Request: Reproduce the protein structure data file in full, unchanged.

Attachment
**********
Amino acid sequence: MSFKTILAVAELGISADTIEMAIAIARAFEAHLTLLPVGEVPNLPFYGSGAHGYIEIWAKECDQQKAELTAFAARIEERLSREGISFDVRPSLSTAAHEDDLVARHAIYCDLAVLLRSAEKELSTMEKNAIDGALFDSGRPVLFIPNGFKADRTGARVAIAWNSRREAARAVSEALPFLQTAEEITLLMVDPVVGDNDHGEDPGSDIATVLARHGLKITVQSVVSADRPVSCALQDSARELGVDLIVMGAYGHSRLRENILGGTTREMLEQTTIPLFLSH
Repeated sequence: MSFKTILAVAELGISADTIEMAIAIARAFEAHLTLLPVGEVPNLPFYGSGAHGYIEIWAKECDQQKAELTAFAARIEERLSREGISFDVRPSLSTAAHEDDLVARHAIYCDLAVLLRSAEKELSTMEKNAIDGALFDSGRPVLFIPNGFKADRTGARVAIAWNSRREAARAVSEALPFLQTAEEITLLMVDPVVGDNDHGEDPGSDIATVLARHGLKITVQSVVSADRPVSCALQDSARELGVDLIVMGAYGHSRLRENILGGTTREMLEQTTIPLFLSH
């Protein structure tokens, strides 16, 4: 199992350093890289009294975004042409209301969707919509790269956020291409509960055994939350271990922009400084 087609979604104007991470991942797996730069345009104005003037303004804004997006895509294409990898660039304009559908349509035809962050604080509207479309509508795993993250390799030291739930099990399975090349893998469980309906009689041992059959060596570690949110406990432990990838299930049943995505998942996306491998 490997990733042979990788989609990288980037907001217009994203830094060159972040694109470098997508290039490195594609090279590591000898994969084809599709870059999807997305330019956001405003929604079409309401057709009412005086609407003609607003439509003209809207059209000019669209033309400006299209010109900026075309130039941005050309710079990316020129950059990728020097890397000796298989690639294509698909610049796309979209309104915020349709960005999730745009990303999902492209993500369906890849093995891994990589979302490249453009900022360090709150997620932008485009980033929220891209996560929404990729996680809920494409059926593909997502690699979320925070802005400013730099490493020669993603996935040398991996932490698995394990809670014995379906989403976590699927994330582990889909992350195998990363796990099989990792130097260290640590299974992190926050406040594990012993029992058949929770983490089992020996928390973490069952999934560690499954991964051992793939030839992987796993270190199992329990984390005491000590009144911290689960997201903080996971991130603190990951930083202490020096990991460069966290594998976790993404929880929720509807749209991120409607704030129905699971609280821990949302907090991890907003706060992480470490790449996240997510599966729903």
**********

Amino acid sequence: MSFKTILAVAELGISADTIEMAIAIARAFEAHLTLLPVGEVPNLPFYGSGAHGYIEIWAKECDQQKAELTAFAARIEERLSREGISFDVRPSLSTAAHEDDLVARHAIYCDLAVLLRSAEKELSTMEKNAIDGALFDSGRPVLFIPNGFKADRTGARVAIAWNSRREAARAVSEALPFLQTAEEITLLMVDPVVGDNDHGEDPGSDIATVLARHGLKITVQSVVSADRPVSCALQDSARELGVDLIVMGAYGHSRLRENILGGTTREMLEQTTIPLFLSH
Repeated sequence: MSFKTILAVAELGISADTIEMAIAIARAFEAHLTLLPVGEVPNLPFYGSGAHGYIEIWAKECDQQKAELTAFAARIEERLSREGISFDVRPSLSTAAHEDDLVARHAIYCDLAVLLRSAEKELSTMEKNAIDGALFDSGRPVLFIPNGFKADRTGARVAIAWNSRREAARAVSEALPFLQTAEEITLLMVDPVVGDNDHGEDPGSDIATVLARHGLKITVQSVVSADRPVSCALQDSARELGVDLIVMGAYGHSRLRENILGGTTREMLEQTTIPLFLSH
């Protein structure tokens, strides 16, 4: 199992350093890289009294975004042409209301969707919509790269956020291409509960055994939350271990922009400084 087609979604104007991470991942797996730069345009104005003037303004804004997006895509294409990898660039304009559908349509035809962050604080509207479309509508795993993250390799030291739930099990399975090349893998469980309906009689041992059959060596570690949110406990432990990838299930049943995505998942996306491998 490997990733042979990788989609990288980037907001217009994203830094060159972040694109470098997508290039490195594609090279590591000898994969084809599709870059999807997305330019956001405003929604079409309401057709009412005086609407003609607003439509003209809207059209000019669209033309400006299209010109900026075309130039941005050309710079990316020129950059990728020097890397000796298989690639294509698909610049796309979209309104915020349709960005999730745009990303999902492209993500369906890849093995891994990589979302490249453009900022360090709150997620932008485009980033929220891209996560929404990729996680809920494409059926593909997502690699979320925070802005400013730099490493020669993603996935040398991996932490698995394990809670014995379906989403976590699927994330582990889909992350195998990363796990099989990792130097260290640590299974992190926050406040594990012993029992058949929770983490089992020996928390973490069952999934560690499954991964051992793939030839992987796993270190199992329990984390005491000590009144911290689960997201903080996971991130603190990951930083202490020096990991460069966290594998976790993404929880929720509807749209991120409607704030129905699971609280821990949302907090991890907003706060992480470490790449996240997510599966729903």